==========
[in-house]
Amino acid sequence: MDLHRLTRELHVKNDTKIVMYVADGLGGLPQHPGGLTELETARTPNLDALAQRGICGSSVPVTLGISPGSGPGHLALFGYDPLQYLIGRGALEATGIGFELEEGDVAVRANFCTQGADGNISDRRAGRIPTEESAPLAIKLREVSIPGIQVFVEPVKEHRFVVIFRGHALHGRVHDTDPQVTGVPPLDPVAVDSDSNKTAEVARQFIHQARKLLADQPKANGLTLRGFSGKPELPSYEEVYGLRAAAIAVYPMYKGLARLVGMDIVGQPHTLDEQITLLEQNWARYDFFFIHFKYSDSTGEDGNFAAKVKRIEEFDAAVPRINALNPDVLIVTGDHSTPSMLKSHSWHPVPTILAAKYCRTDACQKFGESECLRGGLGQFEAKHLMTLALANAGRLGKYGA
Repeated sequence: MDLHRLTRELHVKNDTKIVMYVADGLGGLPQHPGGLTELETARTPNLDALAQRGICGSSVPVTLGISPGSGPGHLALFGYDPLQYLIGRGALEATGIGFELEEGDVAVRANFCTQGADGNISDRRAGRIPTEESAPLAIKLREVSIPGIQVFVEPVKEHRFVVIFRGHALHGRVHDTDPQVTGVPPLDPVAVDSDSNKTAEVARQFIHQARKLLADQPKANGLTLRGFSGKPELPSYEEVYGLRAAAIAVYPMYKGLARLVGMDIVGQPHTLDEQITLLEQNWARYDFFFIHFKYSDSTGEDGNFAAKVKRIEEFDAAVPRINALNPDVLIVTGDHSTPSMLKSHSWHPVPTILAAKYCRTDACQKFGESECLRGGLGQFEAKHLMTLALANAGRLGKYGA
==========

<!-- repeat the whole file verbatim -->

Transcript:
[in-house]
Amino acid sequence: MDLHRLTRELHVKNDTKIVMYVADGLGGLPQHPGGLTELETARTPNLDALAQRGICGSSVPVTLGISPGSGPGHLALFGYDPLQYLIGRGALEATGIGFELEEGDVAVRANFCTQGADGNISDRRAGRIPTEESAPLAIKLREVSIPGIQVFVEPVKEHRFVVIFRGHALHGRVHDTDPQVTGVPPLDPVAVDSDSNKTAEVARQFIHQARKLLADQPKANGLTLRGFSGKPELPSYEEVYGLRAAAIAVYPMYKGLARLVGMDIVGQPHTLDEQITLLEQNWARYDFFFIHFKYSDSTGEDGNFAAKVKRIEEFDAAVPRINALNPDVLIVTGDHSTPSMLKSHSWHPVPTILAAKYCRTDACQKFGESECLRGGLGQFEAKHLMTLALANAGRLGKYGA
Repeated sequence: MDLHRLTRELHVKNDTKIVMYVADGLGGLPQHPGGLTELETARTPNLDALAQRGICGSSVPVTLGISPGSGPGHLALFGYDPLQYLIGRGALEATGIGFELEEGDVAVRANFCTQGADGNISDRRAGRIPTEESAPLAIKLREVSIPGIQVFVEPVKEHRFVVIFRGHALHGRVHDTDPQVTGVPPLDPVAVDSDSNKTAEVARQFIHQARKLLADQPKANGLTLRGFSGKPELPSYEEVYGLRAAAIAVYPMYKGLARLVGMDIVGQPHTLDEQITLLEQNWARYDFFFIHFKYSDSTGEDGNFAAKVKRIEEFDAAVPRINALNPDVLIVTGDHSTPSMLKSHSWHPVPTILAAKYCRTDACQKFGESECLRGGLGQFEAKHLMTLALANAGRLGKYGA